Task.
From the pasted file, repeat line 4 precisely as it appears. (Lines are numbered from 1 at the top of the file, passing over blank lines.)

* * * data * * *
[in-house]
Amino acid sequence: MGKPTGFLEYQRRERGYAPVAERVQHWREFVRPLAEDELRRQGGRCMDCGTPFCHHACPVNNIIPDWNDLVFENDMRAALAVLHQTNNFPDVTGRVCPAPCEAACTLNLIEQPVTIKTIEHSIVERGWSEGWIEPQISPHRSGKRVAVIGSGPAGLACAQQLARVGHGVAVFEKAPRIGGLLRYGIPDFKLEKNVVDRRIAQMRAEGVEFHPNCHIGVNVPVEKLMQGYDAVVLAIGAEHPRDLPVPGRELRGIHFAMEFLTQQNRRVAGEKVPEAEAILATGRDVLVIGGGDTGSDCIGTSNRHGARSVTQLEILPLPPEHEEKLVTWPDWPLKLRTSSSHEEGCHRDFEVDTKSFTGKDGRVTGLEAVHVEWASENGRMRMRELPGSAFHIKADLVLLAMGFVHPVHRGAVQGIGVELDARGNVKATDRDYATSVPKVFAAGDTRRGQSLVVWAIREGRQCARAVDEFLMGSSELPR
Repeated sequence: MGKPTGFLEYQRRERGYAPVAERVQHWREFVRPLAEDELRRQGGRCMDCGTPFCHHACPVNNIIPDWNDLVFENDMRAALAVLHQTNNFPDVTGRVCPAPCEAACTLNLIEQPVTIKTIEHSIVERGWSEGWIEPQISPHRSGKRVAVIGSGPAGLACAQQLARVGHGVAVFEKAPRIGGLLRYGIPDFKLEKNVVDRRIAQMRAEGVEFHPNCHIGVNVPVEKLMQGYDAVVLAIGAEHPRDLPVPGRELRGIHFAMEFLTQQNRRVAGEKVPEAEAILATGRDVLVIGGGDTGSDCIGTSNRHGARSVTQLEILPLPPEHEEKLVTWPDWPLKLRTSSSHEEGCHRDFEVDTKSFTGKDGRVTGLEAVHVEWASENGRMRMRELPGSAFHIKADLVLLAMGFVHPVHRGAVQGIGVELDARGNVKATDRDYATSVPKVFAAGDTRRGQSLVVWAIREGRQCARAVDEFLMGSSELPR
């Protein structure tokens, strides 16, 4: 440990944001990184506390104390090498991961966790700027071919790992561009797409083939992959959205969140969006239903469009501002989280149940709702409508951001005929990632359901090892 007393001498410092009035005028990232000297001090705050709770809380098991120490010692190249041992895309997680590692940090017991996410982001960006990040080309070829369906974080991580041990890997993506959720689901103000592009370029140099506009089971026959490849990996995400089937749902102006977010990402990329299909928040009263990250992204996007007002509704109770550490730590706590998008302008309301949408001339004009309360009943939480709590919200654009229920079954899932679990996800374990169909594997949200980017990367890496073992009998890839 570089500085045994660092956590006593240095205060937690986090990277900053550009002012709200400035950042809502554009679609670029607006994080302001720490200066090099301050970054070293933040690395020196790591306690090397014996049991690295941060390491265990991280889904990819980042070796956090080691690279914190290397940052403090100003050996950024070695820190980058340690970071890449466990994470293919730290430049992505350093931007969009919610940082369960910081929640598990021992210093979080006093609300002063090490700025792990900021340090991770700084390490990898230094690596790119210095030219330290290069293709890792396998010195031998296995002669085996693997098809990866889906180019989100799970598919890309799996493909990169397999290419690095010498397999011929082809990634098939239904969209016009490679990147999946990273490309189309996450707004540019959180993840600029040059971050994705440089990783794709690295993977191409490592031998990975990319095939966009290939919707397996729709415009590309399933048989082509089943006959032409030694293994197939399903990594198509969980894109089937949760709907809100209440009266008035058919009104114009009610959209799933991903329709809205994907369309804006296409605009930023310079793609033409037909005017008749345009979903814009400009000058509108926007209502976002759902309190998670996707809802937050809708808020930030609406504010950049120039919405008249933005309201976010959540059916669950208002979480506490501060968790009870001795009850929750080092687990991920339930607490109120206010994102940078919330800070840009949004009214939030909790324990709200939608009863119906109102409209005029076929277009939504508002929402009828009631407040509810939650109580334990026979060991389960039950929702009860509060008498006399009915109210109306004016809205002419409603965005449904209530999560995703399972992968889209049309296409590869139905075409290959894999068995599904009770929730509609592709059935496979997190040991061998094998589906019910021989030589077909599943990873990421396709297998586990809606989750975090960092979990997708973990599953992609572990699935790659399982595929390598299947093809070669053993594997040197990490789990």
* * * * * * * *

């Protein structure tokens, strides 16, 4: 440990944001990184506390104390090498991961966790700027071919790992561009797409083939992959959205969140969006239903469009501002989280149940709702409508951001005929990632359901090892 007393001498410092009035005028990232000297001090705050709770809380098991120490010692190249041992895309997680590692940090017991996410982001960006990040080309070829369906974080991580041990890997993506959720689901103000592009370029140099506009089971026959490849990996995400089937749902102006977010990402990329299909928040009263990250992204996007007002509704109770550490730590706590998008302008309301949408001339004009309360009943939480709590919200654009229920079954899932679990996800374990169909594997949200980017990367890496073992009998890839 570089500085045994660092956590006593240095205060937690986090990277900053550009002012709200400035950042809502554009679609670029607006994080302001720490200066090099301050970054070293933040690395020196790591306690090397014996049991690295941060390491265990991280889904990819980042070796956090080691690279914190290397940052403090100003050996950024070695820190980058340690970071890449466990994470293919730290430049992505350093931007969009919610940082369960910081929640598990021992210093979080006093609300002063090490700025792990900021340090991770700084390490990898230094690596790119210095030219330290290069293709890792396998010195031998296995002669085996693997098809990866889906180019989100799970598919890309799996493909990169397999290419690095010498397999011929082809990634098939239904969209016009490679990147999946990273490309189309996450707004540019959180993840600029040059971050994705440089990783794709690295993977191409490592031998990975990319095939966009290939919707397996729709415009590309399933048989082509089943006959032409030694293994197939399903990594198509969980894109089937949760709907809100209440009266008035058919009104114009009610959209799933991903329709809205994907369309804006296409605009930023310079793609033409037909005017008749345009979903814009400009000058509108926007209502976002759902309190998670996707809802937050809708808020930030609406504010950049120039919405008249933005309201976010959540059916669950208002979480506490501060968790009870001795009850929750080092687990991920339930607490109120206010994102940078919330800070840009949004009214939030909790324990709200939608009863119906109102409209005029076929277009939504508002929402009828009631407040509810939650109580334990026979060991389960039950929702009860509060008498006399009915109210109306004016809205002419409603965005449904209530999560995703399972992968889209049309296409590869139905075409290959894999068995599904009770929730509609592709059935496979997190040991061998094998589906019910021989030589077909599943990873990421396709297998586990809606989750975090960092979990997708973990599953992609572990699935790659399982595929390598299947093809070669053993594997040197990490789990």